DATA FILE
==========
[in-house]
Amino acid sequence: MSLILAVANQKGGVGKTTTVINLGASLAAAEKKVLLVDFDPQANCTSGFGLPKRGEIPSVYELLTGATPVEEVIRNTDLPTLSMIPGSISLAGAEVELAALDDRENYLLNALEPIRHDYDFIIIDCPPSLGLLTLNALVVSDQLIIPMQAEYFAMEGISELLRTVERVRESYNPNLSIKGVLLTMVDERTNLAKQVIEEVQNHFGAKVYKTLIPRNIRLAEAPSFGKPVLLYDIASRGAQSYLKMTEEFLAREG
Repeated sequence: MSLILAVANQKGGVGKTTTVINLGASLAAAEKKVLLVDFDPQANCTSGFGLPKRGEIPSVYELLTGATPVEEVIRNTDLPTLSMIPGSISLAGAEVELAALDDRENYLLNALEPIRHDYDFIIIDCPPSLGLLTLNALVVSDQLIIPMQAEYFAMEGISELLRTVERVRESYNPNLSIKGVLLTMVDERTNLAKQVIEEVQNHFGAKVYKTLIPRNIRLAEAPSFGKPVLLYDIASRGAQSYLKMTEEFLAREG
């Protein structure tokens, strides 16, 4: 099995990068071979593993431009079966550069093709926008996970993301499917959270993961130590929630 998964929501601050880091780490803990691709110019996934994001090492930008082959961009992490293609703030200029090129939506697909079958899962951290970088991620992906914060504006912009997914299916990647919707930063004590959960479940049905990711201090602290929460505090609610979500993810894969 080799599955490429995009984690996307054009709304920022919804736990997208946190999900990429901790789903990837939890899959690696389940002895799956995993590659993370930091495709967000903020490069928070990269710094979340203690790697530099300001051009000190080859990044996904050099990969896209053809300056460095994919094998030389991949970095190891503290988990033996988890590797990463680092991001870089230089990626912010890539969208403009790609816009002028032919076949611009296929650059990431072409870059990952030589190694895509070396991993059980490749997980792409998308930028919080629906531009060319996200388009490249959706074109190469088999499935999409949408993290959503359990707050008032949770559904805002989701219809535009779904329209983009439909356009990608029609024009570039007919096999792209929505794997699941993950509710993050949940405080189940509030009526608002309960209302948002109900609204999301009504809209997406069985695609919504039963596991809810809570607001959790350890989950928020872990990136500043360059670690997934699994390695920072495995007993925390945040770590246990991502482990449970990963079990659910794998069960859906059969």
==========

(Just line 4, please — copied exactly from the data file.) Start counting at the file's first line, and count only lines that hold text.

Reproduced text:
């Protein structure tokens, strides 16, 4: 099995990068071979593993431009079966550069093709926008996970993301499917959270993961130590929630 998964929501601050880091780490803990691709110019996934994001090492930008082959961009992490293609703030200029090129939506697909079958899962951290970088991620992906914060504006912009997914299916990647919707930063004590959960479940049905990711201090602290929460505090609610979500993810894969 080799599955490429995009984690996307054009709304920022919804736990997208946190999900990429901790789903990837939890899959690696389940002895799956995993590659993370930091495709967000903020490069928070990269710094979340203690790697530099300001051009000190080859990044996904050099990969896209053809300056460095994919094998030389991949970095190891503290988990033996988890590797990463680092991001870089230089990626912010890539969208403009790609816009002028032919076949611009296929650059990431072409870059990952030589190694895509070396991993059980490749997980792409998308930028919080629906531009060319996200388009490249959706074109190469088999499935999409949408993290959503359990707050008032949770559904805002989701219809535009779904329209983009439909356009990608029609024009570039007919096999792209929505794997699941993950509710993050949940405080189940509030009526608002309960209302948002109900609204999301009504809209997406069985695609919504039963596991809810809570607001959790350890989950928020872990990136500043360059670690997934699994390695920072495995007993925390945040770590246990991502482990449970990963079990659910794998069960859906059969």